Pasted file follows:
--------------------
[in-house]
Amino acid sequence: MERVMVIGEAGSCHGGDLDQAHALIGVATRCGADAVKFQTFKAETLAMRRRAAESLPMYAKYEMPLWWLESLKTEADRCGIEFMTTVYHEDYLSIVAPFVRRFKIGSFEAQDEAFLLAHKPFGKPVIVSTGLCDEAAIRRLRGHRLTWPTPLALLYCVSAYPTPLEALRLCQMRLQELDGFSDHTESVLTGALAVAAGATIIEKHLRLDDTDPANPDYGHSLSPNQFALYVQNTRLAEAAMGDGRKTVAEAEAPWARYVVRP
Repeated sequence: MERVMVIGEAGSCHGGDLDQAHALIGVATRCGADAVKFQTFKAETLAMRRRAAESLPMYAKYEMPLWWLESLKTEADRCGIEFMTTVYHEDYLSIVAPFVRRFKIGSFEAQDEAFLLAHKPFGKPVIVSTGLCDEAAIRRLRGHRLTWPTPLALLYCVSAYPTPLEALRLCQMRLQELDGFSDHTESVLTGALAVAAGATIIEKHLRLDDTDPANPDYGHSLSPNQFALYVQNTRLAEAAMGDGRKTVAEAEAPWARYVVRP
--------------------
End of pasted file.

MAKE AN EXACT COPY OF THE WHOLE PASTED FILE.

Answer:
[in-house]
Amino acid sequence: MERVMVIGEAGSCHGGDLDQAHALIGVATRCGADAVKFQTFKAETLAMRRRAAESLPMYAKYEMPLWWLESLKTEADRCGIEFMTTVYHEDYLSIVAPFVRRFKIGSFEAQDEAFLLAHKPFGKPVIVSTGLCDEAAIRRLRGHRLTWPTPLALLYCVSAYPTPLEALRLCQMRLQELDGFSDHTESVLTGALAVAAGATIIEKHLRLDDTDPANPDYGHSLSPNQFALYVQNTRLAEAAMGDGRKTVAEAEAPWARYVVRP
Repeated sequence: MERVMVIGEAGSCHGGDLDQAHALIGVATRCGADAVKFQTFKAETLAMRRRAAESLPMYAKYEMPLWWLESLKTEADRCGIEFMTTVYHEDYLSIVAPFVRRFKIGSFEAQDEAFLLAHKPFGKPVIVSTGLCDEAAIRRLRGHRLTWPTPLALLYCVSAYPTPLEALRLCQMRLQELDGFSDHTESVLTGALAVAAGATIIEKHLRLDDTDPANPDYGHSLSPNQFALYVQNTRLAEAAMGDGRKTVAEAEAPWARYVVRP